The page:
Credit: NSIDC courtesy NOAA Earth System Research Laboratory Physical Sciences Laboratory
High-resolution image

Figure 2b. This plot shows average sea level pressure in the Arctic in millibars from September 1 to 13, 2021. Yellows and reds indicate high air pressure; blues and purples indicate low pressure. ||Credit: NSIDC courtesy NOAA Earth System Research Laboratory Physical Sciences Laboratory|High-resolution image

Figure 2b. This plot shows average sea level pressure in the Arctic in millibars from September 1 to 13, 2021. Yellows and reds indicate high air pressure; blues and purples indicate low pressure.

Credit: NSIDC courtesy NOAA Earth System Research Laboratory Physical Sciences Laboratory
High-resolution image

Air temperatures at the 925 hPa level (about 2,500 feet above the surface) as assessed over the first 13 days of September were near average over most of the Arctic Ocean. Temperatures from 2 to 4 degrees Celsius (4 to 7 degrees Fahrenheit) above average were the rule along the coasts of the Kara and Laptev Seas (Figure 2a). In sharp contrast to the persistent pattern of low pressure over the Arctic Ocean characterizing this summer, the first 13 days of September saw high average air pressure (Figure 2b).

Focus on the Northwest Passage

Figure 3. These graphs show the total sea ice area along each Northwest Passage route (y axis) by day (x axis) dating back to 1981. The top graph shows the northern route and the bottom graph shows the southern route. As of early to mid-September, the northern deep-water route is choked with ice and will not open this year; ice conditions are quite severe compared to the past couple of decades. By contrast, there is much less ice in the southern route (approximately 30,000 square kilometers or 11,600 square miles) and as noted, most of this is located on Somerset and Prince of Wales Islands. On the other side of the Arctic, the Northern Sea Route is essentially open, though some areas of ice remain near Severnaya Zemlya. ||Credit: XX|High-resolution image

Figure 3. These graphs show the total sea ice area along each Northwest Passage route (y axis) by day (x axis) dating back to 1981. The top graph shows the northern route and the bottom graph shows the southern route. 

Credit: Canadian Ice Service
High-resolution image

Data from the Canadian Ice Service compiled by colleague Steve Howell of Environment and Climate Change Canada allows for a closer look at sea ice conditions in the Northwest Passage. While there are multiple Northwest Passage routes, most attention is focused on the southern route, known as Amundsen’s route, entered from the Pacific side through Amundsen Gulf, and the northern route entered from the Pacific side via M’Clure Strait. This wide, deeper-water route is the one that might become a viable waterway for commercial shipping in the future. As of early to mid-September, the northern deep-water route is choked with ice and will not open this year; ice conditions are quite severe compared to the past couple of decades. By contrast, there is much less ice in the southern route, approximately 30,000 square kilometers (11,600 square miles). Most of this is located on Somerset and Prince of Wales Islands. On the other side of the Arctic, the Northern Sea Route is essentially open, though some areas of ice remain near Severnaya Zemlya.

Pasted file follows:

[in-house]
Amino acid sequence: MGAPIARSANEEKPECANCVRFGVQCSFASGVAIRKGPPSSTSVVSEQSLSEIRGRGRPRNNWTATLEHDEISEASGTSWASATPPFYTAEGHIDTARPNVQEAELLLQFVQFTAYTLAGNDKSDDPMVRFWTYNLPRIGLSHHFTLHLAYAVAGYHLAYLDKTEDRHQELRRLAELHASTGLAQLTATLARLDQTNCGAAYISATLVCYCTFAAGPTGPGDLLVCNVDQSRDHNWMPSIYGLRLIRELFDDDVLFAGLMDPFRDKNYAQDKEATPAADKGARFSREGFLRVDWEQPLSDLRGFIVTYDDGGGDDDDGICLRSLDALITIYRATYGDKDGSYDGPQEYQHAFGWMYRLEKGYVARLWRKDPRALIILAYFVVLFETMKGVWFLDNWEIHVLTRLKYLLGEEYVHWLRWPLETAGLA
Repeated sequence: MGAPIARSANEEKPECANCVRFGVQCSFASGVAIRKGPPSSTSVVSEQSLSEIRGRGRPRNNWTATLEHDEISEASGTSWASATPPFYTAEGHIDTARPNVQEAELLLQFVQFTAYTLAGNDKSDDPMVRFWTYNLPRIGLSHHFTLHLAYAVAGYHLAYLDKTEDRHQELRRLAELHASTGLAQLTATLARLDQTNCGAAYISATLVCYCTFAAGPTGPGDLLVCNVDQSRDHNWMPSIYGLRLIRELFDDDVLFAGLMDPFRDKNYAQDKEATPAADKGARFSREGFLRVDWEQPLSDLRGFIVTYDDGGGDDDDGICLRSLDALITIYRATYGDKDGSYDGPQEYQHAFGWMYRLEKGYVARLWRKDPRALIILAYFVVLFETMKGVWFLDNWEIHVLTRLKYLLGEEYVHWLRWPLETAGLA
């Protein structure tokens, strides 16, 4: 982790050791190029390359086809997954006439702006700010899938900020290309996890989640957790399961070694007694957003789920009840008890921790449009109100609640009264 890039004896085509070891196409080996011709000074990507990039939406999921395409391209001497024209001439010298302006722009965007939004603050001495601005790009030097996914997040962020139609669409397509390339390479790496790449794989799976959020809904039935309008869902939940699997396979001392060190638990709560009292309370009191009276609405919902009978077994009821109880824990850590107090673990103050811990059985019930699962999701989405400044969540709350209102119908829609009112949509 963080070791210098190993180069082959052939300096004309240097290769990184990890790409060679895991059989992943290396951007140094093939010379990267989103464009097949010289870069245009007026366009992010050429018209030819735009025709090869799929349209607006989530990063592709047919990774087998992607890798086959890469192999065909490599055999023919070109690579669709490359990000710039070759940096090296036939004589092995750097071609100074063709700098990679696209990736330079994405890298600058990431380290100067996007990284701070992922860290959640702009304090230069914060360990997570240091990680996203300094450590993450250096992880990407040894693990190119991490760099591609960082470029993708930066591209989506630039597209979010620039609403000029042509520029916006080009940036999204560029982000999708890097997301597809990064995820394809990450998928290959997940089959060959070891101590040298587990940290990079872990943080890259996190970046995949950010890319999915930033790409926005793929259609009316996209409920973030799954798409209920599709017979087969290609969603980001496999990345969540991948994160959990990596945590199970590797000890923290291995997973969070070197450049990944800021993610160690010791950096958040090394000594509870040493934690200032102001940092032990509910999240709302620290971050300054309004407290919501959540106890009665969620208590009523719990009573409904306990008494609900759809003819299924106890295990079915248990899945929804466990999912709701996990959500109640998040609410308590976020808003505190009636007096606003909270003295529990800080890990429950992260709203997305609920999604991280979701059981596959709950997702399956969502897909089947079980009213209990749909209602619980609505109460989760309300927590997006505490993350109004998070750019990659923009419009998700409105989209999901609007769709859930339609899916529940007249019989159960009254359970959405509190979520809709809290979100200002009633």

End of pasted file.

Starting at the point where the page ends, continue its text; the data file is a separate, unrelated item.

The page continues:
Antarctic oddities

Figure 4. Antarctic sea ice extent for September 15, 2021 was 18.64 million square kilometers (7.20 million square miles). The orange line shows the 1981 to 2010 average extent for that day. Sea Ice Index data. About the data||Credit: National Snow and Ice Data Center|High-resolution image

Figure 4. Antarctic sea ice extent for September 15, 2021 was 18.64 million square kilometers (7.20 million square miles). The orange line shows the 1981 to 2010 average extent for that day. Sea Ice Index data. About the data

Credit: National Snow and Ice Data Center
High-resolution image

Antarctic sea ice extent is approaching its seasonal maximum, which typically occurs in late September. A surge in sea ice growth or outward transport in late August in the northeastern Weddell Sea and the area north of Dronning Maud Land brought sea ice extent to the fifth-highest level for the last day of the month. Since then, losses in the areas around the tip of the Antarctic Peninsula and the northeastern Ross Sea have reduced the total ice extent, although at this time of year, ice extent can change rapidly up or down as storms play havoc with thin, low concentration ice in the extended ice edge regions. As of this post, Antarctic ice extent remains well above the long-term average.